The so-called “Sator square” or Sator “palindrome” (i.e. a back-and-forth, up-and down combination of letters) is known in two forms, and is therefore also called the “Sator-Rotas square”:
The five Latin words that can be read in different directions seem to form a sentence that makes sense, although its exact meaning is unclear. In fact, the word AREPO is unknown and there is too much guesswork around it. In any case, the phrase Sator Arepo tenet opera rotas can be roughly translated into English as: the ploughman/creator/maker/father [Arepo] keeps his works the circles/universe. What mainly puzzles interpreters of the square is the phenomenon that the palindrome seems to be based on the Latin inscription Pater noster, the first two words of the Lord’s Prayer. As if these two words and the sign of the cross had been the starting point from which the palindrome was then created. Here, then, is the inscription after the letters of the square have been rearranged.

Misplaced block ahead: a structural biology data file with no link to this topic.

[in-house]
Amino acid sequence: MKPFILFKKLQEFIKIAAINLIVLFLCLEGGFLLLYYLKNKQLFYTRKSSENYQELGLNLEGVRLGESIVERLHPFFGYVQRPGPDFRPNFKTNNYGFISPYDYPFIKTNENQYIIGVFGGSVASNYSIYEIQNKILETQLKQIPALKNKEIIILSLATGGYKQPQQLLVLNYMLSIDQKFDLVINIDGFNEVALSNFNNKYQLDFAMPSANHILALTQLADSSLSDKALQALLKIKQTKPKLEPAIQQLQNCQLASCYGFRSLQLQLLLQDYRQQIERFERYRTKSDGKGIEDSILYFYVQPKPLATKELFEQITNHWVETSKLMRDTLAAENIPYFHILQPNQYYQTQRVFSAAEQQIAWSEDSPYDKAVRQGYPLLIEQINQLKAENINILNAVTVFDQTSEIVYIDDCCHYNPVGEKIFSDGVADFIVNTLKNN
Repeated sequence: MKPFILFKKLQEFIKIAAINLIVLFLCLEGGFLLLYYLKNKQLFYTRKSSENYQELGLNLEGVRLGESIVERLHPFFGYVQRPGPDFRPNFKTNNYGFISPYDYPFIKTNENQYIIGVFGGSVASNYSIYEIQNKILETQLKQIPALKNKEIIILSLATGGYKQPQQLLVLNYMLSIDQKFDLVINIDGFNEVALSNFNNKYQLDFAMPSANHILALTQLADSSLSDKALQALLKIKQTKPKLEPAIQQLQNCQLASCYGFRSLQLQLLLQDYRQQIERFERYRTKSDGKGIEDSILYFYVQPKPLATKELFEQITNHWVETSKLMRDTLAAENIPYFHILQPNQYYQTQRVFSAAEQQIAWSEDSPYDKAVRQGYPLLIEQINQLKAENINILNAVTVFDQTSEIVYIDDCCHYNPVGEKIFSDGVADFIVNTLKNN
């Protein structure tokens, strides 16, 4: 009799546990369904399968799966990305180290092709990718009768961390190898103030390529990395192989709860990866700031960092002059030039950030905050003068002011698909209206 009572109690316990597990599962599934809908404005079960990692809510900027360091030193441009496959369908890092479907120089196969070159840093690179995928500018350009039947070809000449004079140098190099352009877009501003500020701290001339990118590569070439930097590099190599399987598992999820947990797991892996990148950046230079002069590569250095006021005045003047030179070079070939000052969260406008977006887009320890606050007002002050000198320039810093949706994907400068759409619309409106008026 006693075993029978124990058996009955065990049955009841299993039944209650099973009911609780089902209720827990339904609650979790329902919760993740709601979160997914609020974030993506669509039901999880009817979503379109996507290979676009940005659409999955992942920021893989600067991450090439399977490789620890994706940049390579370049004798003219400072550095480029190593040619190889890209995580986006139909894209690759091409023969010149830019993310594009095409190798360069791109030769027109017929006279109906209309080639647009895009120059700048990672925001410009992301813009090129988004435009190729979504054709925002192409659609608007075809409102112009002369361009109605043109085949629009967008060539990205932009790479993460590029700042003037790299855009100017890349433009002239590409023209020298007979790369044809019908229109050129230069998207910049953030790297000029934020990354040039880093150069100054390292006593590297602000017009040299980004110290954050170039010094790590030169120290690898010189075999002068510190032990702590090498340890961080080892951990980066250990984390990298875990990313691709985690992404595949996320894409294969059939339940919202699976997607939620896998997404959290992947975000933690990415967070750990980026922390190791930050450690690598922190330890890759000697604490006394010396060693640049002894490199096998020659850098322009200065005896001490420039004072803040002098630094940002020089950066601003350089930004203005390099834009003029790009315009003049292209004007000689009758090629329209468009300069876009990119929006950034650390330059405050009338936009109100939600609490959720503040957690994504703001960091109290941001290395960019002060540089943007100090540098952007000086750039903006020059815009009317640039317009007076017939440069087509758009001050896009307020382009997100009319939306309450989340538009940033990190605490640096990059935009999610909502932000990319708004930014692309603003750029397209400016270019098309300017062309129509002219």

The two letters ‘a’ and two ‘o’ appear on the stems of the cross, which may be a reference to the Book of Revelation, the words of Christ on the throne: ‘I am the Alpha and the Omega, the first and the last, the beginning and the end’ (22,13). The earliest Sator squares were found in Pompeii. Since the eruption of Mount Vesuvius destroyed the city on 24 August 79, the two Sator-Rotas inscriptions found at Pompeii must have been engraved on a column and on the wall of a house before the catastrophe. Its Christian origin cannot be proved or disproved. The Sator square is an important inspiration for Christopher Nolan’s film Tenet, in which the palindrome that reads backwards and forwards becomes the symbol of a philosophical problem of moving backwards and forwards in time, enriched with action-movie visuals.